Every project is unique for home improvement, such as building cabinets or installing decking. For such projects, rather than paint, a staining process is used to get a natural appearance, yet with waterproofing and protection capabilities. You can even opt for something more glamorous with a metalized dye stain.
Among the questions asked are, if you apply wood stain, how long to dry before you can either use what you have made or apply a second coat? Generally, it takes wood stain between 24 and 48 hours for most stains to dry before you can apply polyurethane thoroughly.
However, if you want to ensure you have the toughest finish, the answer to how long wood stain dry 72 hours drying time when using an oil stain. Like many treatments, this is a brief answer. So, in our guide, we dive deeper into the factors affecting an oil-based stain dry time compared to a water-based wood stain. (Learn How Many Coats Of Primer On New Drywall)
What Factors Impact Stain Dry Time
The type of stain is the most crucial aspect that determines how long does it take for the stain to dry.
However, the environmental conditions and more can affect how quickly they dry. When deciding whether to complete the project, consider the surface you’re painting and the ventilation, temperature, and humidity.
Types of Stains
You’ll find a selection of wood stains, including:
- Water-based wood stains
- Oil-based wood stains
- Varnish and Lacquer
- Gel-based stain and Dye stain
How long does it take wood stain to dry depends on your stain? For instance, gel-based takes longer to dry than others, while water-based stain dries quicker. However, factors like humidity have a more significant impact on water-based products.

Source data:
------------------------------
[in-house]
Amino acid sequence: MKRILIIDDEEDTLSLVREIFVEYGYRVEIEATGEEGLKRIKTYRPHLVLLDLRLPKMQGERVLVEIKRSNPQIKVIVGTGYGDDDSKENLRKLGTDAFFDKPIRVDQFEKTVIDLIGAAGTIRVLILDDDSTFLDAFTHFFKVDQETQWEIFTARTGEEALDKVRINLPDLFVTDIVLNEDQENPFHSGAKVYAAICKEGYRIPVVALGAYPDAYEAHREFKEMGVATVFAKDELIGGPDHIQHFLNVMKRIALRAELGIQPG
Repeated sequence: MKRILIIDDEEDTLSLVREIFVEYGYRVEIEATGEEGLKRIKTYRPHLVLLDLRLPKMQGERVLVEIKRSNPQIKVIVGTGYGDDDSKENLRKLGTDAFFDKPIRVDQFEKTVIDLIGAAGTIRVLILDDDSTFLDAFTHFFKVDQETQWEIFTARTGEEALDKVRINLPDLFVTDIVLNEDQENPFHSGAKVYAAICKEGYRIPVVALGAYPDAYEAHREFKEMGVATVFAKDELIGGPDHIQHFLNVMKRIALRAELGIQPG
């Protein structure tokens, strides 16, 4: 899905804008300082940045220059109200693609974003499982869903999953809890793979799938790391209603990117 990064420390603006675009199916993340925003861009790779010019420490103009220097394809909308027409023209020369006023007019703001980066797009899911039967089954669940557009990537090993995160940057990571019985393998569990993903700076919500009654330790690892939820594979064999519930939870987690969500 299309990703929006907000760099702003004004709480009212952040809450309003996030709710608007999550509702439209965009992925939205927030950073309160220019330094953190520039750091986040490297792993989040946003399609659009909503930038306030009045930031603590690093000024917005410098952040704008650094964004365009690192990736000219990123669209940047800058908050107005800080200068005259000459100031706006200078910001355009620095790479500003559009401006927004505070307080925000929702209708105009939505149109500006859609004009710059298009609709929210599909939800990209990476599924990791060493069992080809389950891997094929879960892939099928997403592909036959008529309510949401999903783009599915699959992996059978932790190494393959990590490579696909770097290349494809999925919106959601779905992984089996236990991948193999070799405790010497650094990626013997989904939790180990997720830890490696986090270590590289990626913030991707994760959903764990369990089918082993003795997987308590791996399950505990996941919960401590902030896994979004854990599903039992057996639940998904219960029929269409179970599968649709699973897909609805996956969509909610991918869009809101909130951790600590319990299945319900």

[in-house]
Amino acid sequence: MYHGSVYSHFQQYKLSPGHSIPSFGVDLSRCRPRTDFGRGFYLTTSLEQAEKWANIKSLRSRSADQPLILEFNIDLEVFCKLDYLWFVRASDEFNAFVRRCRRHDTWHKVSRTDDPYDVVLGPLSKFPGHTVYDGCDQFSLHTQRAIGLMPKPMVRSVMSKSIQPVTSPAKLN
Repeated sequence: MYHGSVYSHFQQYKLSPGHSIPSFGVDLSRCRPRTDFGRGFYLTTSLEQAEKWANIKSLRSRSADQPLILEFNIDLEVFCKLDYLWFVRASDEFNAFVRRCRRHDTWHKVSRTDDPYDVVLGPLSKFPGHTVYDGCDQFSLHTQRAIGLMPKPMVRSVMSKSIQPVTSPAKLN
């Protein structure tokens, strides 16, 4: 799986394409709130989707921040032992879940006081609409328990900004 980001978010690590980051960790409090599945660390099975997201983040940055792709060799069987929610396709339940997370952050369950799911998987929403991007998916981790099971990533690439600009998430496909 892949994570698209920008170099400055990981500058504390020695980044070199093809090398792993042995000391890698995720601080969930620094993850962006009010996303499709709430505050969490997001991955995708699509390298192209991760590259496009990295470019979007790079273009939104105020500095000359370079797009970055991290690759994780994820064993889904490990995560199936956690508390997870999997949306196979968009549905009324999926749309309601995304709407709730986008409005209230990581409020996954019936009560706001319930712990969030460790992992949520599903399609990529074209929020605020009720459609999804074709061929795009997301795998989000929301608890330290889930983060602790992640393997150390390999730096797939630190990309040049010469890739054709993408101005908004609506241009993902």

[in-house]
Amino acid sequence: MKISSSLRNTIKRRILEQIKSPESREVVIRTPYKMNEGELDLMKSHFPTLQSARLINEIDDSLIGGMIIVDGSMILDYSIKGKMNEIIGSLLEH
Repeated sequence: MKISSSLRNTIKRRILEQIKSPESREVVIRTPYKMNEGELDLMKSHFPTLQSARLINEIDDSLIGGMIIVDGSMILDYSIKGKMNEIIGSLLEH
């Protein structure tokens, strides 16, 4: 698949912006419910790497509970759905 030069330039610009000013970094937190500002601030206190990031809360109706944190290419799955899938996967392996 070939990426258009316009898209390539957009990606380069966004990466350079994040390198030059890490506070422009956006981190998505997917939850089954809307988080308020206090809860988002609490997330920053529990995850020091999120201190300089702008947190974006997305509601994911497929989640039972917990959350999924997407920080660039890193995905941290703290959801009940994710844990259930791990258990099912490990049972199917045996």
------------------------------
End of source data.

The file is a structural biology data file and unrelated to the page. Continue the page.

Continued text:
The most used is an oil-based wood stain. They strengthen the surface’s defenses and can dry quickly. You may ask, how long does oil-based stain take to dry? For decking, for instance, these exterior wood stains will take longer to dry than interior stains.
Although you can usually add a second coat after about four hours, a lacquer wood stain takes 24 to 72 hours to properly dry and cure.
The surface or type of wood may also influence the drying time. Softwood or porous surfaces could absorb stains unevenly, which could cause them to take longer to dry.
Fir, pine, maple, spruce, aspen, and alder are some of these trees. To prevent stain imperfections, you can treat them with wood conditioner. Another fantastic choice for tough woods is gel stains.
Pressure-treated wood can affect the results as it may not soak in evenly with one coat. Therefore, you must also ensure the first coat is dry before applying a second coat or a lacquer stain.
When handling stains, ventilation or airflow is essential. This is because the stain locks into place more effectively as more air moves while you work. The airflow is very helpful when applying water-based stains since it allows moisture to escape from the stain. (Read Can You Stain Particle Board)